Though Bell was teaching at Carnegie Mellon University at the time of this conjecture, he drew inspiration for this law at DEC from 1960 to 1966. DEC first recruited Bell in 1960 to help develop the architecture for the programmed data processor (PDP) line of minicomputers, DEC’s entry-level alternative to expensive and bulky mainframes from rivals Univac and IBM. 

Bell left DEC in 1966 for a professorship at Carnegie Mellon. His friend and colleague, Allen Newell suggested Carnegie Mellon as a place welcome to new ideas. Bell didn’t have a Ph.D. nor many published papers at the time, but he did have a vision for the future of computing. He and Newell collaborated to write "Computer Structures: Readings and Examples" (available as a downloadable PDF).


PDP-8 instruction decoding diagram

PDP-8 instruction decoding diagram as outlined in "Computer Structures: Readings and Examples", page 122. Image courtesy of ResearchGate


The work outlined everything from fundamental computer layer structure and logic to a taxonomy for computer architecture that created the way the industry would classify computers, later to be codified into “Bell’s law of computer classes” Bell returned to DEC in 1972 as vice president of engineering. During his second tenure, he formally published his law and created the hugely successful VAX line of minicomputers. He left DEC again in 1983 and co-founded Encore Computer, a company that developed multiple microprocessor-based minicomputers. 


Recall, né MyLifeBits

In 1991, Bell was called on by Microsoft to become an advisor for its new research group. He acted in that capacity until joining full-time in 1995. It was then that Bell showed his prescient thinking in Microsoft's experimental program, MyLifeBits.

Today, much of what we do and say can be recorded and saved as a digital chronicle of our lives. But in the 1990s, such thoughts were still largely in the realm of science fiction. Gordon Bell, along with coworker Jim Gemmell, created MyLifeBits as a complete digital recording of one’s life.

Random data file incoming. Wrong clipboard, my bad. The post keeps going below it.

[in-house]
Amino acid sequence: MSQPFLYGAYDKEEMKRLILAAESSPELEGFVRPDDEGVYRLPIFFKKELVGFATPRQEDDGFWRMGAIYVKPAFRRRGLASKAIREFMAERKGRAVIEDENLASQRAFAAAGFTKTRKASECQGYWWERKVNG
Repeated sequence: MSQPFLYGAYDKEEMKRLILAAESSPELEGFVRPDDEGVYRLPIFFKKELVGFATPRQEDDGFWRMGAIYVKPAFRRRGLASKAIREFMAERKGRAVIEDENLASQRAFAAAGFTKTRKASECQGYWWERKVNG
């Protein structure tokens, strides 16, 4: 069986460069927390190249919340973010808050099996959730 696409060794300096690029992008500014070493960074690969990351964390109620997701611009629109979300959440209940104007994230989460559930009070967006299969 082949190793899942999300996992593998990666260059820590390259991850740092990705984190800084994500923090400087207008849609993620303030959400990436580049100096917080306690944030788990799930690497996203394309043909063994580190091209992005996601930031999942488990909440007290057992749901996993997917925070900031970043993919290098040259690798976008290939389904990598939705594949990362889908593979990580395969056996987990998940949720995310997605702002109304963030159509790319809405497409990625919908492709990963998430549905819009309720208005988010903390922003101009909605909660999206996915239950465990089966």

The program started as a project to digitize Bell’s published books and morphed into an effort to create a digital repository of his life. In Bell’s vision, an individual's every digital imprint could be captured, saved, and indexed for later access. Today, the legacy of MyLifeBits can be found in Microsoft’s controversial Recall feature of its latest Windows 11 Copilot AI.


Bell’s Legacy

Gordon’s work extended far beyond his technical accomplishments. He was an original thinker—a digital philosopher if you will. His contributions are as much about the societal implications of technology as they are about systems design and architecture. Over the years, he was a member of the National Academy of Engineering, a fellow of the American Academy of Arts and Sciences, and a participant in numerous other professional and advisory groups.

Gordon Bell was an avid collector of historical computer hardware. This passion led him to co-found the Digital Computer Museum, now known as the Computer History Museum, with Gwen Bell and DEC co-founder Ken Olsen. The museum is now located in Mountain View, California, and is a must-see stop for tech enthusiasts passing through the South San Francisco Bay area.